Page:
‘Happily ever after’ takes work, not just during ‘Divorce Month’
It's so cold in January that some are freezing their relationships off. In fact, the first month of the new year has earned the nickname "Divorce Month."
According to FindLaw.com's analysis of American divorce filings between 2008-2011, there's a spike in divorces in January followed by a peak in March.
Why now? A few reasons are people don't want to deal with breakup over the holidays. Another has to do with filing taxes and bonus entitlement from the previous year.
In New Jersey, young people are waiting longer to get married with the median age raising about a year, according to a data from the 2011-2015 American Community survey snapshot.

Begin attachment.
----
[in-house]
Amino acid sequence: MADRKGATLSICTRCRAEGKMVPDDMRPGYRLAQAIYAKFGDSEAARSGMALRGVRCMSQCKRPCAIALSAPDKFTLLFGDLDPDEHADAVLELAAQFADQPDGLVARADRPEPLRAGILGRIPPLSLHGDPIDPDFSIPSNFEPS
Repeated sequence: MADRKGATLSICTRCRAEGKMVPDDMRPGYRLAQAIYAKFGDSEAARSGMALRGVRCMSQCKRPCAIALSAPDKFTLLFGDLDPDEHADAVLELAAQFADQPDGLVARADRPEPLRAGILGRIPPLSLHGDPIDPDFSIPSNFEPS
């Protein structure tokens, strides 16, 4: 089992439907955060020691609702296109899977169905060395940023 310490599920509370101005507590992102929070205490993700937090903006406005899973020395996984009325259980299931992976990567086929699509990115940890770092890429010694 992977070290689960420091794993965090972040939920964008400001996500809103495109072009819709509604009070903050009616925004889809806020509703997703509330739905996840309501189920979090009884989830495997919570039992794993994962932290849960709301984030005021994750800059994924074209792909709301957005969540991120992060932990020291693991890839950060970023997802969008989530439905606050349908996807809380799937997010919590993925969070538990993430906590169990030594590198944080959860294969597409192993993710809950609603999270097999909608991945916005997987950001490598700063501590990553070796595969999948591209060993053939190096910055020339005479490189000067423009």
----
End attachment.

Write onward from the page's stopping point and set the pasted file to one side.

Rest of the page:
I've been married twice in my life. The first time when I was 21 and that lasted until I was 29. I got married again at the age of 43 and remain so with two beautiful children. It's hard to say what the right age or situation is to get married. Some want to wait until they get to a certain age or until they have their perfect job, or until their debt is paid.
If you want to do it, you're gonna do it no matter how old you are or what's going on in your life. The real risk is you're entering into something where you only have a 50 percent say on whether it lasts. That's where the work comes in. You work on keeping it together and you work on being happy. Usually your reward from the first part of that statement comes in the second.
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